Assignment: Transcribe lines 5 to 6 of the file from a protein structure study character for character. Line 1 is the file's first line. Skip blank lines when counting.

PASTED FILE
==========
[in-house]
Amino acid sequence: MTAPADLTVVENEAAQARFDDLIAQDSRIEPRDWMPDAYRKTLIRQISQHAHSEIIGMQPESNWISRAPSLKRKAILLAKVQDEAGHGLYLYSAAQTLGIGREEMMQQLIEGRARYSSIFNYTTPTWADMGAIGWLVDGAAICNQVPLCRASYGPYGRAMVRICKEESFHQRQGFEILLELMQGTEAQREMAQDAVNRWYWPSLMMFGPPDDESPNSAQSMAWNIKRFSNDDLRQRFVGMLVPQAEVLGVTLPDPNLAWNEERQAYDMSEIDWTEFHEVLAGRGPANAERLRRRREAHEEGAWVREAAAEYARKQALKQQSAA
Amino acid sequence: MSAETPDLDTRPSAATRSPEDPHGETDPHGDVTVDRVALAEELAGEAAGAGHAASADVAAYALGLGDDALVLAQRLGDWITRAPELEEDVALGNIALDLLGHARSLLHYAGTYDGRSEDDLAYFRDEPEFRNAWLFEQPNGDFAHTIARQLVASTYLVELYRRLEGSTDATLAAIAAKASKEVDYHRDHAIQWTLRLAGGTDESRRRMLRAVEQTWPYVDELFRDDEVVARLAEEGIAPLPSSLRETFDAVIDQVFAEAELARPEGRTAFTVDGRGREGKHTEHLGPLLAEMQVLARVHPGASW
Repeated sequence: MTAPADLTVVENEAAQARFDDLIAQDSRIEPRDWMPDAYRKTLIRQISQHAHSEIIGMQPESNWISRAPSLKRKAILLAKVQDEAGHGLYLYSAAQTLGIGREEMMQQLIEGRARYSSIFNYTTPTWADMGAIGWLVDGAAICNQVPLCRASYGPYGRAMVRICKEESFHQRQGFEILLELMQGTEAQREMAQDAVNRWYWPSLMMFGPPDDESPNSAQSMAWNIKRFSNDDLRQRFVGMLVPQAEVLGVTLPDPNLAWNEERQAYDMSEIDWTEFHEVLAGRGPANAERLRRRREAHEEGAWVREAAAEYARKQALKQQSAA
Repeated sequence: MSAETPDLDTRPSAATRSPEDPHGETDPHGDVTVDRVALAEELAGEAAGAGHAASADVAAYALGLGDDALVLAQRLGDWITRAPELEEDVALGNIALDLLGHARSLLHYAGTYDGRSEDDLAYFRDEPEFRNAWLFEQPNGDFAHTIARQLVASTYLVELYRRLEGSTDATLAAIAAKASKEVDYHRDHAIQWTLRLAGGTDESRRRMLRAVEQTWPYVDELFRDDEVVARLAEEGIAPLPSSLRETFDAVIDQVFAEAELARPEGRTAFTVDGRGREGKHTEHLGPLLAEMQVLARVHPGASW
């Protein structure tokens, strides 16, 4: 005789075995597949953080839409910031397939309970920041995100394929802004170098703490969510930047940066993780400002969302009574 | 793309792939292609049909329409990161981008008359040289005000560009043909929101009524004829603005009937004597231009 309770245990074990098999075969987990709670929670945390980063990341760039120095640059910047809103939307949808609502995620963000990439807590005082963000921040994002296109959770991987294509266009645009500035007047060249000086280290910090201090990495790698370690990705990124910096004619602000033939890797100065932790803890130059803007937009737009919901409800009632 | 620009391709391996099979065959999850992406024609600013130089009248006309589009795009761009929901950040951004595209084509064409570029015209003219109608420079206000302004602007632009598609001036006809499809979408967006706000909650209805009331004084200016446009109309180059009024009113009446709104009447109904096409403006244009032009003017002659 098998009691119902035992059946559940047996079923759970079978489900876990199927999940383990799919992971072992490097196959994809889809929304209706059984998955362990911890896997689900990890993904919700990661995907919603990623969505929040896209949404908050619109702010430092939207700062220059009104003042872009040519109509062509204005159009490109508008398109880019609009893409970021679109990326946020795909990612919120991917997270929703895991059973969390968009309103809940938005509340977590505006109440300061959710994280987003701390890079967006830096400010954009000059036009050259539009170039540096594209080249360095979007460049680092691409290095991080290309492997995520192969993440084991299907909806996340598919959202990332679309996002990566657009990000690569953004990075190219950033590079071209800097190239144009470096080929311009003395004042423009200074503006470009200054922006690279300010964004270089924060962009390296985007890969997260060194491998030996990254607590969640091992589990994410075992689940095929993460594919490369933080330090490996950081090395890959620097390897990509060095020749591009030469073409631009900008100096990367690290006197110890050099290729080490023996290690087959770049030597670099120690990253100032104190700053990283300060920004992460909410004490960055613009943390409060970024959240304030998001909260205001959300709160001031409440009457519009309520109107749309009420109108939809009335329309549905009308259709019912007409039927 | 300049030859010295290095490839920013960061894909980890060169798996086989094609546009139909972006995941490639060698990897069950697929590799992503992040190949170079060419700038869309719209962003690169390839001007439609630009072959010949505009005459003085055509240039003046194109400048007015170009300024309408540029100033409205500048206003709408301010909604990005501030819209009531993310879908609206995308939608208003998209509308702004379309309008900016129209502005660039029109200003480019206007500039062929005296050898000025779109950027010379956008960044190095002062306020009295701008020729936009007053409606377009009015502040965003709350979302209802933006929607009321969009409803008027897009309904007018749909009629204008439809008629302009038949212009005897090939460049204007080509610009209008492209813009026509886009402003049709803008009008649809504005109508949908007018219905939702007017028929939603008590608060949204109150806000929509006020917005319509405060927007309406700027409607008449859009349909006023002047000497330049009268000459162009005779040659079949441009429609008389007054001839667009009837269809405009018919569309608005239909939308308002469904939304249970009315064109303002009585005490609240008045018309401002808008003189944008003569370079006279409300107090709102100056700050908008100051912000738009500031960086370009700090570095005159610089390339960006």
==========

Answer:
Repeated sequence: MSAETPDLDTRPSAATRSPEDPHGETDPHGDVTVDRVALAEELAGEAAGAGHAASADVAAYALGLGDDALVLAQRLGDWITRAPELEEDVALGNIALDLLGHARSLLHYAGTYDGRSEDDLAYFRDEPEFRNAWLFEQPNGDFAHTIARQLVASTYLVELYRRLEGSTDATLAAIAAKASKEVDYHRDHAIQWTLRLAGGTDESRRRMLRAVEQTWPYVDELFRDDEVVARLAEEGIAPLPSSLRETFDAVIDQVFAEAELARPEGRTAFTVDGRGREGKHTEHLGPLLAEMQVLARVHPGASW
């Protein structure tokens, strides 16, 4: 005789075995597949953080839409910031397939309970920041995100394929802004170098703490969510930047940066993780400002969302009574 | 793309792939292609049909329409990161981008008359040289005000560009043909929101009524004829603005009937004597231009 309770245990074990098999075969987990709670929670945390980063990341760039120095640059910047809103939307949808609502995620963000990439807590005082963000921040994002296109959770991987294509266009645009500035007047060249000086280290910090201090990495790698370690990705990124910096004619602000033939890797100065932790803890130059803007937009737009919901409800009632 | 620009391709391996099979065959999850992406024609600013130089009248006309589009795009761009929901950040951004595209084509064409570029015209003219109608420079206000302004602007632009598609001036006809499809979408967006706000909650209805009331004084200016446009109309180059009024009113009446709104009447109904096409403006244009032009003017002659 098998009691119902035992059946559940047996079923759970079978489900876990199927999940383990799919992971072992490097196959994809889809929304209706059984998955362990911890896997689900990890993904919700990661995907919603990623969505929040896209949404908050619109702010430092939207700062220059009104003042872009040519109509062509204005159009490109508008398109880019609009893409970021679109990326946020795909990612919120991917997270929703895991059973969390968009309103809940938005509340977590505006109440300061959710994280987003701390890079967006830096400010954009000059036009050259539009170039540096594209080249360095979007460049680092691409290095991080290309492997995520192969993440084991299907909806996340598919959202990332679309996002990566657009990000690569953004990075190219950033590079071209800097190239144009470096080929311009003395004042423009200074503006470009200054922006690279300010964004270089924060962009390296985007890969997260060194491998030996990254607590969640091992589990994410075992689940095929993460594919490369933080330090490996950081090395890959620097390897990509060095020749591009030469073409631009900008100096990367690290006197110890050099290729080490023996290690087959770049030597670099120690990253100032104190700053990283300060920004992460909410004490960055613009943390409060970024959240304030998001909260205001959300709160001031409440009457519009309520109107749309009420109108939809009335329309549905009308259709019912007409039927 | 300049030859010295290095490839920013960061894909980890060169798996086989094609546009139909972006995941490639060698990897069950697929590799992503992040190949170079060419700038869309719209962003690169390839001007439609630009072959010949505009005459003085055509240039003046194109400048007015170009300024309408540029100033409205500048206003709408301010909604990005501030819209009531993310879908609206995308939608208003998209509308702004379309309008900016129209502005660039029109200003480019206007500039062929005296050898000025779109950027010379956008960044190095002062306020009295701008020729936009007053409606377009009015502040965003709350979302209802933006929607009321969009409803008027897009309904007018749909009629204008439809008629302009038949212009005897090939460049204007080509610009209008492209813009026509886009402003049709803008009008649809504005109508949908007018219905939702007017028929939603008590608060949204109150806000929509006020917005319509405060927007309406700027409607008449859009349909006023002047000497330049009268000459162009005779040659079949441009429609008389007054001839667009009837269809405009018919569309608005239909939308308002469904939304249970009315064109303002009585005490609240008045018309401002808008003189944008003569370079006279409300107090709102100056700050908008100051912000738009500031960086370009700090570095005159610089390339960006």